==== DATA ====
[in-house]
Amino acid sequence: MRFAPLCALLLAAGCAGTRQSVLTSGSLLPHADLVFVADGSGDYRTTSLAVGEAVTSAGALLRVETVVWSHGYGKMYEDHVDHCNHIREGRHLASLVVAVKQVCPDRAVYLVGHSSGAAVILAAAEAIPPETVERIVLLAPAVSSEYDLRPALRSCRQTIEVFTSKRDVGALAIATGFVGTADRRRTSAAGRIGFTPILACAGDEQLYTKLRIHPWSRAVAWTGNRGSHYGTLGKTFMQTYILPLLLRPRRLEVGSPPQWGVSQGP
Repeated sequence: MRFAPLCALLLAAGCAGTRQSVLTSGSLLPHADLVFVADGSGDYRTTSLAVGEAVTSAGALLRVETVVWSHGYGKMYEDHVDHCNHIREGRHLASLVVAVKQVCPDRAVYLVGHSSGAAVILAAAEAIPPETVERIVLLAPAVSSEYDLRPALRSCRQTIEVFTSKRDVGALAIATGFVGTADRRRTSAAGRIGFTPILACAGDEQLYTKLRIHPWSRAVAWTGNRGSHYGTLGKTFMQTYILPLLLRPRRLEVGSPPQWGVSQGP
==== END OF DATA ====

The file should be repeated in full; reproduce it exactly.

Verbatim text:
[in-house]
Amino acid sequence: MRFAPLCALLLAAGCAGTRQSVLTSGSLLPHADLVFVADGSGDYRTTSLAVGEAVTSAGALLRVETVVWSHGYGKMYEDHVDHCNHIREGRHLASLVVAVKQVCPDRAVYLVGHSSGAAVILAAAEAIPPETVERIVLLAPAVSSEYDLRPALRSCRQTIEVFTSKRDVGALAIATGFVGTADRRRTSAAGRIGFTPILACAGDEQLYTKLRIHPWSRAVAWTGNRGSHYGTLGKTFMQTYILPLLLRPRRLEVGSPPQWGVSQGP
Repeated sequence: MRFAPLCALLLAAGCAGTRQSVLTSGSLLPHADLVFVADGSGDYRTTSLAVGEAVTSAGALLRVETVVWSHGYGKMYEDHVDHCNHIREGRHLASLVVAVKQVCPDRAVYLVGHSSGAAVILAAAEAIPPETVERIVLLAPAVSSEYDLRPALRSCRQTIEVFTSKRDVGALAIATGFVGTADRRRTSAAGRIGFTPILACAGDEQLYTKLRIHPWSRAVAWTGNRGSHYGTLGKTFMQTYILPLLLRPRRLEVGSPPQWGVSQGP